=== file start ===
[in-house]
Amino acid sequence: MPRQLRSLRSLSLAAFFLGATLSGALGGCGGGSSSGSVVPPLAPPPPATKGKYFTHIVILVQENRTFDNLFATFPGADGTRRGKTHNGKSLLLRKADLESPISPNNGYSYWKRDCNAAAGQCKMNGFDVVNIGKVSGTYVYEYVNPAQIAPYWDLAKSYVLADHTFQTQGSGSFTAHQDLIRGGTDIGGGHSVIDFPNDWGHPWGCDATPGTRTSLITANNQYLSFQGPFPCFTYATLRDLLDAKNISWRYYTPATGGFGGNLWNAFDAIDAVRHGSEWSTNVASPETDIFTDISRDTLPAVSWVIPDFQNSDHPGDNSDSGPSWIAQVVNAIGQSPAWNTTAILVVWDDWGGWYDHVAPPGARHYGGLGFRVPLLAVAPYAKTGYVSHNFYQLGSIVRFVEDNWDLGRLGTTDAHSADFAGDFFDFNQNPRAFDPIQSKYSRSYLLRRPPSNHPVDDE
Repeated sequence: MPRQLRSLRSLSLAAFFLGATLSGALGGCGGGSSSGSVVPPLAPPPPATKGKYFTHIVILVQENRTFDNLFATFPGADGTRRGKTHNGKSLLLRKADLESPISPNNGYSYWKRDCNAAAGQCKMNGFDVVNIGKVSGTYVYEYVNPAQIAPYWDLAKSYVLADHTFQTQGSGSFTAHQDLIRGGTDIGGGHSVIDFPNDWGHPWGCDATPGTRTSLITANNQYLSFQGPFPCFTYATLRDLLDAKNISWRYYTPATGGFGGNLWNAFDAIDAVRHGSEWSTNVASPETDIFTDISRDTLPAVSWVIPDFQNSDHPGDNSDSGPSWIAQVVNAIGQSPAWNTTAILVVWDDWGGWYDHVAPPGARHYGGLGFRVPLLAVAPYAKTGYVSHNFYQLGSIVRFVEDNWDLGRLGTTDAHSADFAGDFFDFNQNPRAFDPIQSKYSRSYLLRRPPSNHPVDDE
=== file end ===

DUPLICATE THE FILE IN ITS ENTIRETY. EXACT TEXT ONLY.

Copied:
[in-house]
Amino acid sequence: MPRQLRSLRSLSLAAFFLGATLSGALGGCGGGSSSGSVVPPLAPPPPATKGKYFTHIVILVQENRTFDNLFATFPGADGTRRGKTHNGKSLLLRKADLESPISPNNGYSYWKRDCNAAAGQCKMNGFDVVNIGKVSGTYVYEYVNPAQIAPYWDLAKSYVLADHTFQTQGSGSFTAHQDLIRGGTDIGGGHSVIDFPNDWGHPWGCDATPGTRTSLITANNQYLSFQGPFPCFTYATLRDLLDAKNISWRYYTPATGGFGGNLWNAFDAIDAVRHGSEWSTNVASPETDIFTDISRDTLPAVSWVIPDFQNSDHPGDNSDSGPSWIAQVVNAIGQSPAWNTTAILVVWDDWGGWYDHVAPPGARHYGGLGFRVPLLAVAPYAKTGYVSHNFYQLGSIVRFVEDNWDLGRLGTTDAHSADFAGDFFDFNQNPRAFDPIQSKYSRSYLLRRPPSNHPVDDE
Repeated sequence: MPRQLRSLRSLSLAAFFLGATLSGALGGCGGGSSSGSVVPPLAPPPPATKGKYFTHIVILVQENRTFDNLFATFPGADGTRRGKTHNGKSLLLRKADLESPISPNNGYSYWKRDCNAAAGQCKMNGFDVVNIGKVSGTYVYEYVNPAQIAPYWDLAKSYVLADHTFQTQGSGSFTAHQDLIRGGTDIGGGHSVIDFPNDWGHPWGCDATPGTRTSLITANNQYLSFQGPFPCFTYATLRDLLDAKNISWRYYTPATGGFGGNLWNAFDAIDAVRHGSEWSTNVASPETDIFTDISRDTLPAVSWVIPDFQNSDHPGDNSDSGPSWIAQVVNAIGQSPAWNTTAILVVWDDWGGWYDHVAPPGARHYGGLGFRVPLLAVAPYAKTGYVSHNFYQLGSIVRFVEDNWDLGRLGTTDAHSADFAGDFFDFNQNPRAFDPIQSKYSRSYLLRRPPSNHPVDDE